Manuel “Matty” Moroun died on Monday at 93 years old. That name might not mean much to you if you’re not from metro Detroit or Windsor, Canada, but around these parts, he was known mainly as the billionaire who owned, among other things, the Ambassador Bridge, which just happens to carry roughly 27 percent of all merchandise trade between Canada and the U.S.
General view of the Ambassador Bridge that connects Detroit and Windsor, Canada on March 18, 2020 in Detroit, Michigan. The U.S. and Canada have agreed to temporarily restrict all nonessential travel across the border after the World Health Organization (WHO) declared coronavirus (COVID-19) a pandemic
Image: Gregory Shamus (Getty Images)
That’s $400 billion in trade a year, according to the U.S. Department of Transportation with an average of $500 million in trade crossing the bridge daily. It generated $60 million in tolls for Moroun, according to the Detroit Free Press. At least 40 percent of trucking shipments into the US cross this bridge and the closest secondary crossing for big rigs is over two hours away, Forbes reports.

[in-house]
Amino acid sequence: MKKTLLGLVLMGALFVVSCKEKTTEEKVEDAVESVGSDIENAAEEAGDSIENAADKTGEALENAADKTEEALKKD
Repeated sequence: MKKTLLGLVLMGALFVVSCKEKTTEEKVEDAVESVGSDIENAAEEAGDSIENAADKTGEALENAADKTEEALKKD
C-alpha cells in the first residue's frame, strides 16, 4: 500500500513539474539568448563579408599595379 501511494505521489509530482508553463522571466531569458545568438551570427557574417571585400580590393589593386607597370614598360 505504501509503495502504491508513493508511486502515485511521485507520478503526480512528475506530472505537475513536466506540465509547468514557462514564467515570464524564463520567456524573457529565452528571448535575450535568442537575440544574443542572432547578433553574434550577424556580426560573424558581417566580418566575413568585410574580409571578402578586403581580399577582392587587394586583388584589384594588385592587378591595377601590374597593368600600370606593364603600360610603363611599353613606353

Not only is it the busiest international crossing in North America, but it is also the only one to be privately owned. Does it seem to you like this span is too important a crossing to be in private ownership? Because it always has to me! It spent two years as the longest suspension bridge in the world. How do you just own something so massive and crucial to the functioning of two huge economies?
I have lived with this strange fact in this strange town all my life and, no matter how it has been explained to me, it still boggles my mind. So I’m going to try and explain it to you, and hopefully, we can figure it out together.
First, how the bridge itself came to be.